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‘American Vandal’ Season 2 Spoilers: Who Was The Turd Burglar?

Netflix mockumentary series ends on a surprising and satisfying note

Tyler Alvarez, Melvin Gregg and DeRon Horton in 'American Vandal'

Tyler Alvarez, Melvin Gregg and DeRon Horton in 'American Vandal.'

Scott Green/Netflix

Spoilers for all of American Vandal Season Two coming up just as soon as I buy seven more hats and a snow globe…

One of the bolder choices Vandal Season One made was to clearly tell you who drew the dicks, while maintaining the tiniest shred of deniability about it. All the clues in the first finale point to Christa being the dick-drawer (with help from her boyfriend), yet she denies it and the boys have only a pile of circumstantial evidence against her. It’s not really an ambiguous ending, but it leaves just enough wiggle room for the audience to have fun arguing (I have a friend who still insists, at least half-seriously, that Ming did it).

Season Two, in addition to leaning into the melancholy side of the series, takes a different approach to resolving its mystery. There’s no question this time of whodunnit, but it plays out a bit like Murder on the Orient Express, by revealing that all the suspects kinda did it.

That Jenna seems to be revealed as the Turd Burglar is a surprise, if only because this comes with an episode and a half to go. But her confession just sends Peter and Sam down a rabbit hole involving “Brooke Wheeler” (a catfishing account using stolen pictures and videos from Oregon State student Abby Samuels), expelled student Grayson (the blackmailing mastermind of it all), DeMarcus, poor Diapey Drew (or, if you prefer, flexible Diapey Drew) and the computer science teacher. And just when it seems like things are all wrapped up neat and tidy, the finale hits us with two more twists: 1) Kevin really did do the Brown-Out; and 2) Kevin didn’t need to be blackmailed to do it, since he was so desperate to cling to the connection he had made with “Brooke.” (“We bonded over the same critiques of Rick and Morty” may be the most spot-on line of a season that feels painfully real about the life of somebody like Kevin.)

It’s a bittersweet conclusion. Kevin is still expelled, but the experience reconnects him with Tanner and Chloe (and the Horsehead Collective does play the Gilbert bar mitzvah), and everyone seems to have rediscovered the value of IRL friendships. A lot of the season’s sharpest material comes in these final episodes, as talk turns to the difference between the lives everyone curates for social media and the ones they’re actually living. Jenna, for instance, turns from a figure worthy of scorn for using professional photographs on her Instagram to someone who’s just as lonely and insecure as everybody else. And DeMarcus reveals himself not as the braggart with the mimed violin (an idea he and his crew came up with specifically to go viral), but someone desperate to be loved for who he is rather than how well he can dribble and shoot. There’s a lot of nifty and powerful emotional material at the end, just as there was in the first season.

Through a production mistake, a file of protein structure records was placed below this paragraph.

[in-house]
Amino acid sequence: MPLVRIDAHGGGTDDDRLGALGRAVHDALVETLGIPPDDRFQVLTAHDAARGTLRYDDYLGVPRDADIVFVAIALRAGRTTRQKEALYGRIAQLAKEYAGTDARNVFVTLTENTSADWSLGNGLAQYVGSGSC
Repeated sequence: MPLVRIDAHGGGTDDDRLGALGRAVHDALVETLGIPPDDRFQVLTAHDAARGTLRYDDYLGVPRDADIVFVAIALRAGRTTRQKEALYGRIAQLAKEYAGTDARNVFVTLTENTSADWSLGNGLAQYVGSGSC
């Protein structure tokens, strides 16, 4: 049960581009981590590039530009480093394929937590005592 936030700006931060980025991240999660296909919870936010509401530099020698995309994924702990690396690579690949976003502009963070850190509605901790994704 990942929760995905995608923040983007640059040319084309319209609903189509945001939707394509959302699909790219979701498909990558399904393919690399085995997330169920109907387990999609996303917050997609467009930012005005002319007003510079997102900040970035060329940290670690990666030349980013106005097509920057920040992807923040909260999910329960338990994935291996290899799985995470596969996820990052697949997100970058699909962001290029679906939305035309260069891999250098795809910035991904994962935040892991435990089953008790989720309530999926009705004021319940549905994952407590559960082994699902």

And the resolution of the mystery feels even more rewarding this time out — not because it’s more definitive, but because it reveals most of the season’s red herrings as actual clues. Virtually everyone Peter and Sam investigate turns out to have been involved, Kevin included. The school really did cover up the teachers’ lounge incident to protect its reputation. Etc. This is a comedy and a sociological study, but it’s also a mystery. Serialized TV mysteries can run into the problem of having to generate fake suspects to fill time (The Killing says hi), but in this case, everything tied together in impressive fashion.

So no, not nearly as funny as finding out who did the dicks. But incredibly satisfying on every other level.

A few other thoughts:

* Parts of Season One inspired people to wonder how a high school AV club project could afford some of the technical flourishes. Season Two explains that pretty quickly: Peter and Sam made a much cheaper version for Vimeo that went viral, prompting Netflix to buy it and give the boys money to redo certain sequences like the CGI hand job. This provides cover for anything the new season does that would otherwise seem beyond their capabilities or access. (The various talking-head experts they get, for instance, seem more likely to give up their time to be part of a popular Netflix series.)

* Peter and Sam’s more muted presence was definitely the biggest issue I had with the new season. They’re barely in the first half of it, and they have no character arc to speak of, especially compared to how well Season One explored their motivations for making that film and the impact it had on them and others. A lot of this season could have featured an entirely new documentary team, or even not showed the filmmakers at all, and little would have changed. And because Kevin is inherently a much less comical character than Dylan Maxwell was, the new season could have used a lot more of Peter and Sam being hyperbolic about the investigation. I laughed long and hard at stray moments like Sam’s obsession with whether Kevin shat himself (and, later, how Drew was able to bend that way), or Peter declaring, “There was still a dingleberry of information we didn’t have.” The season just could have used more of that humor to balance out the sadness of the story.

* In running down the list of recognizable cast members this time out for my original review, I omitted Elisha Henig, who here plays Kevin’s younger new bandmate, even as he’s the underage killer on The Sinner Season Two.

What did everybody else think?

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